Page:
The larval Green Lacewing doesn't look like an insect at first glance. It resembles a dirty cotton ball or pile of plant and dead insect debris. This coat of camouflage is collected early after hatching in order to conceal itself from predators like ants. Green Lacewing larvae have huge appetites. They hatch and are immediately hungry. For this reason, females lay the tiny white eggs some distance apart so the siblings don't rush to eat each other as they hatch.
Larvae eat any small insect they encounter, and aphids (smaller flying insect that are the bane of gardeners and growers) are on top of the list. For this reason, they are also called "aphid lions". Aphids drink the juices of young plants, often killing them. Infestations are difficult to eliminate due to their rapid reproduction rate. Ants herd aphids like sheep in order to collect the sweet 'honeydew' they secrete from their bottoms. Because Green Lacewing larvae eat aphids, ants are quick to kill them to protect the herd, hence the need for camouflage. Unchecked by ants, Green Lacewings can control aphid populations without the need for chemical pesticides.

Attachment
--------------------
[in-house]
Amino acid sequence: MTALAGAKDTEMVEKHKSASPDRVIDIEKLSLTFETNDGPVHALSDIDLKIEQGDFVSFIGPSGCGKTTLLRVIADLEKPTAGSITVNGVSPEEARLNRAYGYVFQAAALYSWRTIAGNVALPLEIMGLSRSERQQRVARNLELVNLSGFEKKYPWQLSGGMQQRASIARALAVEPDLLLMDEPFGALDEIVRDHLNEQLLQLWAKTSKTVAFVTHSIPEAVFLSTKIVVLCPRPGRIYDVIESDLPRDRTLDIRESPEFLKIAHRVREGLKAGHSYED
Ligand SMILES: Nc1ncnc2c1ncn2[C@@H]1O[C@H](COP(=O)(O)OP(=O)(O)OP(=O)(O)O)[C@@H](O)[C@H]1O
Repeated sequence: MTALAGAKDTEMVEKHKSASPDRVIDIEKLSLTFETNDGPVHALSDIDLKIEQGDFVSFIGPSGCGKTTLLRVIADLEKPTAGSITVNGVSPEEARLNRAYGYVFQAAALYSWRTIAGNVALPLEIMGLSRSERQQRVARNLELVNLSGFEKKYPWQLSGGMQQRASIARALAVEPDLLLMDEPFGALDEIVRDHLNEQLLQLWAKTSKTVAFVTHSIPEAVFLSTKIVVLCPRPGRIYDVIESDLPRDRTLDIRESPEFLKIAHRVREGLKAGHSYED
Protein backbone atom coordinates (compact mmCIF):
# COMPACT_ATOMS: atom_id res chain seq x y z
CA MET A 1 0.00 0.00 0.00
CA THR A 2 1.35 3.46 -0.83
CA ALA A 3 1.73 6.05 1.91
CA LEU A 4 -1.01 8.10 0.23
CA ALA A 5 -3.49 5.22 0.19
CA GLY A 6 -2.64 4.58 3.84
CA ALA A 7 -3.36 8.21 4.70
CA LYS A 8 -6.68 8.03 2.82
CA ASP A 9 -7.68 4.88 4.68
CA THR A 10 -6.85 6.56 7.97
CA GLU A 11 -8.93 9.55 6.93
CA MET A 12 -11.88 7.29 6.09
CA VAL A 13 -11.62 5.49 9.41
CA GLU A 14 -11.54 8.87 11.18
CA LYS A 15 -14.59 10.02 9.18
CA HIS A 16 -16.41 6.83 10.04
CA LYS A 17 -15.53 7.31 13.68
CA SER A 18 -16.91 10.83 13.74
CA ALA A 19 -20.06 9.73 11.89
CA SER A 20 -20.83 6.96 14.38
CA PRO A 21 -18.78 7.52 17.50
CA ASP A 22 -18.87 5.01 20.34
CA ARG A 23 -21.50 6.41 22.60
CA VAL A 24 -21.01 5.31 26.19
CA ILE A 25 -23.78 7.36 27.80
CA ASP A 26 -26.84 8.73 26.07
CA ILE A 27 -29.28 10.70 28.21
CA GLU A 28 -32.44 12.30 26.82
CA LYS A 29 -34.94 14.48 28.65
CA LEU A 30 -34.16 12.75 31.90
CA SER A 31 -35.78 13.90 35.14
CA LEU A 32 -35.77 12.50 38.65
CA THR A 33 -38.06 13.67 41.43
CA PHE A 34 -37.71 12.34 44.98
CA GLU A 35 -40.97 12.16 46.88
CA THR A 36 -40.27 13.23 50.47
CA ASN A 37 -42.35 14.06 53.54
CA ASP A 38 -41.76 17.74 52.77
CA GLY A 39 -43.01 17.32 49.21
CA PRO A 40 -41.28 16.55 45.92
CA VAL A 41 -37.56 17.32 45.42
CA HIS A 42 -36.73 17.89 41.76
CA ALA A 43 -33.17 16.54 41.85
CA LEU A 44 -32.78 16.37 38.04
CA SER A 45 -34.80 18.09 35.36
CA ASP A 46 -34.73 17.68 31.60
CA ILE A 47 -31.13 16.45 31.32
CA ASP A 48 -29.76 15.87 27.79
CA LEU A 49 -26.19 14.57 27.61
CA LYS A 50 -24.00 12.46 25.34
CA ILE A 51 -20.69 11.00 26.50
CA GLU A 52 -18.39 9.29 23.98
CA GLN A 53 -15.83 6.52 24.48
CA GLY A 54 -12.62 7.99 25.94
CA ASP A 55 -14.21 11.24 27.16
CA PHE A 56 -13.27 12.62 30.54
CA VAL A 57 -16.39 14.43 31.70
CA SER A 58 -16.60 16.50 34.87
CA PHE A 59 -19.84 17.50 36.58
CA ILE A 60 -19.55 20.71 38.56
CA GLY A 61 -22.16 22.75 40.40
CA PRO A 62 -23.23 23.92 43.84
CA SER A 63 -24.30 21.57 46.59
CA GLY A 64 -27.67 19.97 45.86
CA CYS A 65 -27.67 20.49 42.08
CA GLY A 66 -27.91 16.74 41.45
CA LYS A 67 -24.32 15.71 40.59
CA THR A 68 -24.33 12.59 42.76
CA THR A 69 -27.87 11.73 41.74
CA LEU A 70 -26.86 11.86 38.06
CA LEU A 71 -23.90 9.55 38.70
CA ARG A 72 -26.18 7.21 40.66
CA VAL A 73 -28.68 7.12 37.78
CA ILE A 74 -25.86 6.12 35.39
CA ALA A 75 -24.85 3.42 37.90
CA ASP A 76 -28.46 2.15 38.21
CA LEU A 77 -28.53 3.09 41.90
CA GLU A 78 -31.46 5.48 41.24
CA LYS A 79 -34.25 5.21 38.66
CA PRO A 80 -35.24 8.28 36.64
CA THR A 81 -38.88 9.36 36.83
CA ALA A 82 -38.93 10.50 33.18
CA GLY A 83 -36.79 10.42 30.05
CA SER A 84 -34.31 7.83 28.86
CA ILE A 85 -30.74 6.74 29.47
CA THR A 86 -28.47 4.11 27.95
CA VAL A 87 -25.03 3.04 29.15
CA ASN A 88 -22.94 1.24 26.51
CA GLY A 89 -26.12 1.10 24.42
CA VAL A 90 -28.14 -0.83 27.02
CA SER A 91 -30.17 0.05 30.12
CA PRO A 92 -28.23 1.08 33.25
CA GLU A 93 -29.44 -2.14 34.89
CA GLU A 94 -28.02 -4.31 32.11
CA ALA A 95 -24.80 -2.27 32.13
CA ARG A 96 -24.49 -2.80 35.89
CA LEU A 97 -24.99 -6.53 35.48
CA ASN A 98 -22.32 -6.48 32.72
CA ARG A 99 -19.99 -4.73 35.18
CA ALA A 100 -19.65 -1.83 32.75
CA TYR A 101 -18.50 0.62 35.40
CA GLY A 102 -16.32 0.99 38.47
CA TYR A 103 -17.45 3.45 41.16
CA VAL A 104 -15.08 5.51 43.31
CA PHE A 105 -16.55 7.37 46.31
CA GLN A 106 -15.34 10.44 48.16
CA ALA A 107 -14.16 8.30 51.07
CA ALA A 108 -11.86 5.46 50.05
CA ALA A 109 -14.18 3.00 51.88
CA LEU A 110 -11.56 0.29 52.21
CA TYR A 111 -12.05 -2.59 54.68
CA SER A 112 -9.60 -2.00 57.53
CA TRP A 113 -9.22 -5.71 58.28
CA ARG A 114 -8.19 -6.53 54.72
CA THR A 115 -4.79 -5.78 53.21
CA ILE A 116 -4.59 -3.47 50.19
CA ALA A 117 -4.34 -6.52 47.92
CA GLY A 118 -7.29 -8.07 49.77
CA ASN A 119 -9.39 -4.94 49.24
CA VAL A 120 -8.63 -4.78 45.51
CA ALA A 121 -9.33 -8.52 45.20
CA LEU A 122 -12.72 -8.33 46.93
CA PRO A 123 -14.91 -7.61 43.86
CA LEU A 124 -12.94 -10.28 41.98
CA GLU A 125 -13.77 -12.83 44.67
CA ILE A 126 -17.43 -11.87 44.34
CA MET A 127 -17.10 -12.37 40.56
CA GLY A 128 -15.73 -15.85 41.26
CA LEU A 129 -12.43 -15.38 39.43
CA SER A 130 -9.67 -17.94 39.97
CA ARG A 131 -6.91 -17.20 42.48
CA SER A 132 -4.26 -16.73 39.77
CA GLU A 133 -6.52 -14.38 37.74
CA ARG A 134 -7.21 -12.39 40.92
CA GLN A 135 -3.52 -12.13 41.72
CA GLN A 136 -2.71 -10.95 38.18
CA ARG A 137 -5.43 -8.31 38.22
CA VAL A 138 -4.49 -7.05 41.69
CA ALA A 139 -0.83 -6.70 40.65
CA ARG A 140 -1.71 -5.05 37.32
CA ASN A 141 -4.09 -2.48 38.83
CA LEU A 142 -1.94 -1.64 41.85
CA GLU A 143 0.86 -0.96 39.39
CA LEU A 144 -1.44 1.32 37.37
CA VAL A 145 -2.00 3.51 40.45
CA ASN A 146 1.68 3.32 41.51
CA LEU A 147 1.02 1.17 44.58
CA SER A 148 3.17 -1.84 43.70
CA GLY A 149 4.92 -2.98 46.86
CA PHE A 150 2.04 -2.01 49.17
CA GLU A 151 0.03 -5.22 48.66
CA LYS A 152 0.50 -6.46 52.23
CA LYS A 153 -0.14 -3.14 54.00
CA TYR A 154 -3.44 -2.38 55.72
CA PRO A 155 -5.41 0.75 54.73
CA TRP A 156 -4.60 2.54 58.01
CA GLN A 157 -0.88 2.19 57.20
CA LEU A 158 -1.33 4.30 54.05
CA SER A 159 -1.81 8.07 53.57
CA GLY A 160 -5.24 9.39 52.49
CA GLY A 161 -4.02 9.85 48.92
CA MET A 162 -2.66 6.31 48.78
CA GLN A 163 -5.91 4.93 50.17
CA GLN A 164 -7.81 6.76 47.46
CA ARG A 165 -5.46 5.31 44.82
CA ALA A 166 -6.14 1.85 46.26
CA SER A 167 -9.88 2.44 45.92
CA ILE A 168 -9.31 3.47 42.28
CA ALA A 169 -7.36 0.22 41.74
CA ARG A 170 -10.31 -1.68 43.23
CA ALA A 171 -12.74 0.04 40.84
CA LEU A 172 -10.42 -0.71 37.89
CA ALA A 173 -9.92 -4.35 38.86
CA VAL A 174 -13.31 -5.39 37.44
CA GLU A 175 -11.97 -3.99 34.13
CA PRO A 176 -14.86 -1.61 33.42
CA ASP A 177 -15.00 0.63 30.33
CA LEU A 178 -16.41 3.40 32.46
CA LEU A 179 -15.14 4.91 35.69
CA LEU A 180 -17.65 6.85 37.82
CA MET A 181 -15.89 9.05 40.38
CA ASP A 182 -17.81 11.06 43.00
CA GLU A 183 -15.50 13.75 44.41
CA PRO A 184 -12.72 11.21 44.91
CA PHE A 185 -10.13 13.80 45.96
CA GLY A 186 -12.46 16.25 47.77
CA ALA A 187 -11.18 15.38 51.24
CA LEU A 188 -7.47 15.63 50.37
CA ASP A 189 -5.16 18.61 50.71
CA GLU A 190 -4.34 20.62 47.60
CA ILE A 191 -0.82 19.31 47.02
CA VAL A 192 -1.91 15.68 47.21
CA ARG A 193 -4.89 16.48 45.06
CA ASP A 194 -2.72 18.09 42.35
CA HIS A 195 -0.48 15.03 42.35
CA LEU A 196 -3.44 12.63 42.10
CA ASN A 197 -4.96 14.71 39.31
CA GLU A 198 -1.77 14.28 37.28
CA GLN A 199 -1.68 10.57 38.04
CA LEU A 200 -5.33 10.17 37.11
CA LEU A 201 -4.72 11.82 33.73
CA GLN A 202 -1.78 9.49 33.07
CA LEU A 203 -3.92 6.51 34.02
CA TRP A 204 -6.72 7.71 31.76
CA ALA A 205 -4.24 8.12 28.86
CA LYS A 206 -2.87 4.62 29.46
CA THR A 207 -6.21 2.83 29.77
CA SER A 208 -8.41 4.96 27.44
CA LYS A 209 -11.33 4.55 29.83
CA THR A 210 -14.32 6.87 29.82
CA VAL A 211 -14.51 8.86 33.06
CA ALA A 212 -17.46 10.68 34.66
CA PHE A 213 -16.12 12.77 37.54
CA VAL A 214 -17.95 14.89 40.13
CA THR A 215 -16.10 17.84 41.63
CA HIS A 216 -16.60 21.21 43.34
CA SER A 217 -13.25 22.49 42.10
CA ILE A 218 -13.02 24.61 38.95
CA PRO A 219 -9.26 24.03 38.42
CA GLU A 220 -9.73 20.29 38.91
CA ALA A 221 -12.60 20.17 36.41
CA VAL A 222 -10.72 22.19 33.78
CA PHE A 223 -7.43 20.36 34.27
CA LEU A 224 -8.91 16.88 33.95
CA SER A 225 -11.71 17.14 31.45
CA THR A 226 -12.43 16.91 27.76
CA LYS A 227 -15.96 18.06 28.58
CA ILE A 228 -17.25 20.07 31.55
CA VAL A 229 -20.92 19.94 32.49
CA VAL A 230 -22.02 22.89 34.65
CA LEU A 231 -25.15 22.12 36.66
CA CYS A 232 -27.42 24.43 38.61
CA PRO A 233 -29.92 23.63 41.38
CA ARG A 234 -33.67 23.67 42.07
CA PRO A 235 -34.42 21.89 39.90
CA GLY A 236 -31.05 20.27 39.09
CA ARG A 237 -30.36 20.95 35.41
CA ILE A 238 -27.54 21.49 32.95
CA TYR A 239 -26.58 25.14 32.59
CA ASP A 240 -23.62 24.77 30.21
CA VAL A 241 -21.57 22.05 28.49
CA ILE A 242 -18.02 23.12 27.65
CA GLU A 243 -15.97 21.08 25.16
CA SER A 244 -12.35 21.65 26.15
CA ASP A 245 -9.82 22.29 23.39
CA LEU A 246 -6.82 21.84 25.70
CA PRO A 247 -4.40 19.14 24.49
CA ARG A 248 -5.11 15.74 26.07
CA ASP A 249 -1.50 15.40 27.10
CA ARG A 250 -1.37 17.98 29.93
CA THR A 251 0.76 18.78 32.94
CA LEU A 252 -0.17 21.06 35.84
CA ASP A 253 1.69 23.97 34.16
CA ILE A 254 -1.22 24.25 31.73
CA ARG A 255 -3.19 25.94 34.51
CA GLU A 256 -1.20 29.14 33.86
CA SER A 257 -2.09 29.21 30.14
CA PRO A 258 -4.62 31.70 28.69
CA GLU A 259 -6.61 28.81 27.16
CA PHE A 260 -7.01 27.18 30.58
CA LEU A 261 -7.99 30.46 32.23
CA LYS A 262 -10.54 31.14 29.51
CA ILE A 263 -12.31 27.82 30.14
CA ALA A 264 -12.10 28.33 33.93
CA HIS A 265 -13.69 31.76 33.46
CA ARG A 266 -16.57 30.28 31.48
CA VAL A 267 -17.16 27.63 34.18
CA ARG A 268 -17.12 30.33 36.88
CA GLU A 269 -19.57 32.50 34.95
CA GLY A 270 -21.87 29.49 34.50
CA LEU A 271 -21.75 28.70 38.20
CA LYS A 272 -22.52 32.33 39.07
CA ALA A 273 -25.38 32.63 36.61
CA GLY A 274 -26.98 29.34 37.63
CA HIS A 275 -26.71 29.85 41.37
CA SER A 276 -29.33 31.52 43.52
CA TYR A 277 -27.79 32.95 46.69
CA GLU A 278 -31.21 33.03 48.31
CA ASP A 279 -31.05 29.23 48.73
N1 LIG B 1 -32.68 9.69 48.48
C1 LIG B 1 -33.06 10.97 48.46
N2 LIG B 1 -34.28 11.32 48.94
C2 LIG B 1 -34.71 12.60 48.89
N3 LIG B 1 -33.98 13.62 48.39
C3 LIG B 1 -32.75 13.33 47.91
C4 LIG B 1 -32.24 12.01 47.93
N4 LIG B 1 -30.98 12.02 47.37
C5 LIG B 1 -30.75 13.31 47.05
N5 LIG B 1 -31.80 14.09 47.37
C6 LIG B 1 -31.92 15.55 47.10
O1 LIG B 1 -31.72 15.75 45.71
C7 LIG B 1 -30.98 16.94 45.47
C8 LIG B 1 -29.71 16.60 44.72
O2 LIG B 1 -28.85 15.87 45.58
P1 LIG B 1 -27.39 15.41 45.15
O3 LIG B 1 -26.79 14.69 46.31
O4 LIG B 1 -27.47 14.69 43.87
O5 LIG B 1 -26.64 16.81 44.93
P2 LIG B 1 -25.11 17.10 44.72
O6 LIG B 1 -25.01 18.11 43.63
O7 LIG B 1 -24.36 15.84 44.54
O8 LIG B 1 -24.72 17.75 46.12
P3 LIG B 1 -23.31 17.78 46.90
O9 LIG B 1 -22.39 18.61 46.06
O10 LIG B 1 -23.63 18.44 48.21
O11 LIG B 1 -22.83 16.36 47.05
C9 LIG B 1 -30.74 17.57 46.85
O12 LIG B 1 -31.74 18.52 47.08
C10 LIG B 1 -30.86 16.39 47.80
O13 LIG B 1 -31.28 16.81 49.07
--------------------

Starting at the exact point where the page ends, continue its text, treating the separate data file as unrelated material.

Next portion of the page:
Adult Green Lacewings also eat aphids as well as pollen and the 'honeydew' created by aphids. Some species eat mealworms and other vegetable-harming insect. Green Lacewings can emit a foul smelling secretion when threatened. They are most active in the summer months.